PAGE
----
MarchThis could well be a caricature of Harry Smith, who was famous for his down in the mouth look and his mournful cry ‘You’ll Never Get Off The Island’. He appeared at many concert parties and this cry and his expression, always bought the house down in laughter.

Typical of the humour of Changi was that mournful, catchphrase of the Australian Concert Party comedian Harry Smith which became such a popular cry with the prisoners – ‘You’ll never get off the island!’

He was known as Happy Harry and got his laughs from looking and sounding miserable. His act was to appear depressing and he was so over the top with his pessimism, he was funny. He always opened his act with a dejected look on his face and then stating miserably to all present ‘You’ll never get off this island’. It was a sure way of getting a good laugh in Changi.

‘In order to cope, I believe, most men surrounded themselves in their own personal and protective armour. Mine, as I have already written, was work, an almost obsessive sense of duty; for others it was humour or religious faith; and for nearly all of us, it was the setting of a deadline: ‘home by Christmas’ or ‘home for my wife’s birthday, or some other date of personal significance. In establishing a mental goal to work towards we were focussing on a future life which we could anticipate living and, in the process, attempt to reject the reality of what we were experiencing, deferring our disappointment. Keeping an ‘end point’ in mind, even though deep down we know it was artificial, gave us hope – one of the most powerful weapons in the limited armoury of defence we could own. If we were to not only survive but also remain sane, it was all we could do.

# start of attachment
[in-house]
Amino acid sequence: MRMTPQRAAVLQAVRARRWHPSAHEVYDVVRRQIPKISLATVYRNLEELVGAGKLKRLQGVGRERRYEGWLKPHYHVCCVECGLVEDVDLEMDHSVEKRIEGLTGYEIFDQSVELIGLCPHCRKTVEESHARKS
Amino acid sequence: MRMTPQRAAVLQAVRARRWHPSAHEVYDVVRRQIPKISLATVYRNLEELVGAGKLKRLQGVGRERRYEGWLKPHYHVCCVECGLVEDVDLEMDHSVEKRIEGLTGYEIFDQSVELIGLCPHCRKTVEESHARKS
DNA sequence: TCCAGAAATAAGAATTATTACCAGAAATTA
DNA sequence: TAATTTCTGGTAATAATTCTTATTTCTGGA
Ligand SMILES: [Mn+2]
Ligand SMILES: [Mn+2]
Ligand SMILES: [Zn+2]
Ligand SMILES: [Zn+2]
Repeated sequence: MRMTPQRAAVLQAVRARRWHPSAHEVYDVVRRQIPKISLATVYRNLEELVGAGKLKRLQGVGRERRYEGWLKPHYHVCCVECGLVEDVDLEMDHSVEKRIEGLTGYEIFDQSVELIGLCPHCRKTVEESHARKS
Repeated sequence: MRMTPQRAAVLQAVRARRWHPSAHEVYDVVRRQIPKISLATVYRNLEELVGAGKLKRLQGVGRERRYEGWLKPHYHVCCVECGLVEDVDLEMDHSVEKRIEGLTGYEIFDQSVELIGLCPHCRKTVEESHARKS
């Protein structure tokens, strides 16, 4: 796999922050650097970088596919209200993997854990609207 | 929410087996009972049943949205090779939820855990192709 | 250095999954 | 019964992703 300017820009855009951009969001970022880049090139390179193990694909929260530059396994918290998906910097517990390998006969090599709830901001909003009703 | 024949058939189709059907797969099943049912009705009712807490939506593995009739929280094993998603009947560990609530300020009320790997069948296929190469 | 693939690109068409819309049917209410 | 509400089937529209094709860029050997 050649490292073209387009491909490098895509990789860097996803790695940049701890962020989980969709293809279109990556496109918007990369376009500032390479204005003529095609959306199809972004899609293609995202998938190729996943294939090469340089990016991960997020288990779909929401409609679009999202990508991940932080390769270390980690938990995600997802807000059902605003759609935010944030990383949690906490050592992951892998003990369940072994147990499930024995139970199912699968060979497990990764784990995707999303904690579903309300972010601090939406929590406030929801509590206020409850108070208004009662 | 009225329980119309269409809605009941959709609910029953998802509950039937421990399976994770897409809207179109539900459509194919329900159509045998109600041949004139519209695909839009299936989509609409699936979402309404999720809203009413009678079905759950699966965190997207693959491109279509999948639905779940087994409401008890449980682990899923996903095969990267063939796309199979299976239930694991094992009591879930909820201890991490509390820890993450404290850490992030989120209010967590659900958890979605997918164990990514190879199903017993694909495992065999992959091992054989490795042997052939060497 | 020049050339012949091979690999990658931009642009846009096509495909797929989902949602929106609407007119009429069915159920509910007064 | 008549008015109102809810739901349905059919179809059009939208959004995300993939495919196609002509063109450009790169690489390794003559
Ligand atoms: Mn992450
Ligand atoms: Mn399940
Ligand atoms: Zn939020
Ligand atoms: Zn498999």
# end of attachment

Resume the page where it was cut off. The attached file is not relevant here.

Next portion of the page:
Source: A Doctors War, by Dr Rowley Richards, pg 157, Harper Collins Publishers, 2006.

Thank you: State Library of New South Wales, Mitchell Library Special Collections where this Calendar is archived